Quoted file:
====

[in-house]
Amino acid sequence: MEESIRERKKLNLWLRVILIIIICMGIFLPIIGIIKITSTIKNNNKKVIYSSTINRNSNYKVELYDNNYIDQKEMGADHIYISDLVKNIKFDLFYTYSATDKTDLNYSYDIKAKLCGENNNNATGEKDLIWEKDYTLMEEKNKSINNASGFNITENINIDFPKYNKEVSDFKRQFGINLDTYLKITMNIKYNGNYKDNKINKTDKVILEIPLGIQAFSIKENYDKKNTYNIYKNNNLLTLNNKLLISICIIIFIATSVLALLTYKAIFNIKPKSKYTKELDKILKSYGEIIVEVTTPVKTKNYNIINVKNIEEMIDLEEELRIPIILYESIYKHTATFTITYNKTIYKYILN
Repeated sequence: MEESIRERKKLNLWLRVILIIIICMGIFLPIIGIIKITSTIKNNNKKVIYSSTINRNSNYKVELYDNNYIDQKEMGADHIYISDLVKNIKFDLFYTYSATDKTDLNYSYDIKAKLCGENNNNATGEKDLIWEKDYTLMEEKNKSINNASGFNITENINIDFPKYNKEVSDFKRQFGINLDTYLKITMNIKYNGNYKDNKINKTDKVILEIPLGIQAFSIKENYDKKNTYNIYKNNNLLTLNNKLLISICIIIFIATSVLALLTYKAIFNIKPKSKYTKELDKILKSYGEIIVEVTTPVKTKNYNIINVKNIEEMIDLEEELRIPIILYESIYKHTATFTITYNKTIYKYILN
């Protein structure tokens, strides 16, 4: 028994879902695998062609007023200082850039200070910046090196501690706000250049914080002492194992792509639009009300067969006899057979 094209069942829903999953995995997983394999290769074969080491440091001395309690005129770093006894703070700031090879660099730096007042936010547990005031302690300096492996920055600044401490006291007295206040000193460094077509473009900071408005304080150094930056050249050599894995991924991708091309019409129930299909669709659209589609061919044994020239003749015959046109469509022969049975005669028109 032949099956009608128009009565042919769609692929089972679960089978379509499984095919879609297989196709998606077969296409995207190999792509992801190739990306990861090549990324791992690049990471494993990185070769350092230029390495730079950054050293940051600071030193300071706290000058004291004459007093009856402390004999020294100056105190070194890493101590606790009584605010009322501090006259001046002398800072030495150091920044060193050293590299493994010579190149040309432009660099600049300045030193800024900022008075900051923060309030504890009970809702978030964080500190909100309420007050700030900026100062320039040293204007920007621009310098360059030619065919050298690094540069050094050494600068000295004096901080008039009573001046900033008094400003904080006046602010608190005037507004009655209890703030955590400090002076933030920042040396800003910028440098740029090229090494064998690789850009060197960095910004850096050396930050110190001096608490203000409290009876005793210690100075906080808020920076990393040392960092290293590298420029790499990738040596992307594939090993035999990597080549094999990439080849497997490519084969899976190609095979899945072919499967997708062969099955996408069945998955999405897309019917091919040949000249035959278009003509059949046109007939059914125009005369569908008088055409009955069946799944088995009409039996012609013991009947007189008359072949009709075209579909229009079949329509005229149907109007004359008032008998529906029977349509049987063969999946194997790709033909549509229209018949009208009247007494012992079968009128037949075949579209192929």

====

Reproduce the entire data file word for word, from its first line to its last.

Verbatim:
[in-house]
Amino acid sequence: MEESIRERKKLNLWLRVILIIIICMGIFLPIIGIIKITSTIKNNNKKVIYSSTINRNSNYKVELYDNNYIDQKEMGADHIYISDLVKNIKFDLFYTYSATDKTDLNYSYDIKAKLCGENNNNATGEKDLIWEKDYTLMEEKNKSINNASGFNITENINIDFPKYNKEVSDFKRQFGINLDTYLKITMNIKYNGNYKDNKINKTDKVILEIPLGIQAFSIKENYDKKNTYNIYKNNNLLTLNNKLLISICIIIFIATSVLALLTYKAIFNIKPKSKYTKELDKILKSYGEIIVEVTTPVKTKNYNIINVKNIEEMIDLEEELRIPIILYESIYKHTATFTITYNKTIYKYILN
Repeated sequence: MEESIRERKKLNLWLRVILIIIICMGIFLPIIGIIKITSTIKNNNKKVIYSSTINRNSNYKVELYDNNYIDQKEMGADHIYISDLVKNIKFDLFYTYSATDKTDLNYSYDIKAKLCGENNNNATGEKDLIWEKDYTLMEEKNKSINNASGFNITENINIDFPKYNKEVSDFKRQFGINLDTYLKITMNIKYNGNYKDNKINKTDKVILEIPLGIQAFSIKENYDKKNTYNIYKNNNLLTLNNKLLISICIIIFIATSVLALLTYKAIFNIKPKSKYTKELDKILKSYGEIIVEVTTPVKTKNYNIINVKNIEEMIDLEEELRIPIILYESIYKHTATFTITYNKTIYKYILN
């Protein structure tokens, strides 16, 4: 028994879902695998062609007023200082850039200070910046090196501690706000250049914080002492194992792509639009009300067969006899057979 094209069942829903999953995995997983394999290769074969080491440091001395309690005129770093006894703070700031090879660099730096007042936010547990005031302690300096492996920055600044401490006291007295206040000193460094077509473009900071408005304080150094930056050249050599894995991924991708091309019409129930299909669709659209589609061919044994020239003749015959046109469509022969049975005669028109 032949099956009608128009009565042919769609692929089972679960089978379509499984095919879609297989196709998606077969296409995207190999792509992801190739990306990861090549990324791992690049990471494993990185070769350092230029390495730079950054050293940051600071030193300071706290000058004291004459007093009856402390004999020294100056105190070194890493101590606790009584605010009322501090006259001046002398800072030495150091920044060193050293590299493994010579190149040309432009660099600049300045030193800024900022008075900051923060309030504890009970809702978030964080500190909100309420007050700030900026100062320039040293204007920007621009310098360059030619065919050298690094540069050094050494600068000295004096901080008039009573001046900033008094400003904080006046602010608190005037507004009655209890703030955590400090002076933030920042040396800003910028440098740029090229090494064998690789850009060197960095910004850096050396930050110190001096608490203000409290009876005793210690100075906080808020920076990393040392960092290293590298420029790499990738040596992307594939090993035999990597080549094999990439080849497997490519084969899976190609095979899945072919499967997708062969099955996408069945998955999405897309019917091919040949000249035959278009003509059949046109007939059914125009005369569908008088055409009955069946799944088995009409039996012609013991009947007189008359072949009709075209579909229009079949329509005229149907109007004359008032008998529906029977349509049987063969999946194997790709033909549509229209018949009208009247007494012992079968009128037949075949579209192929």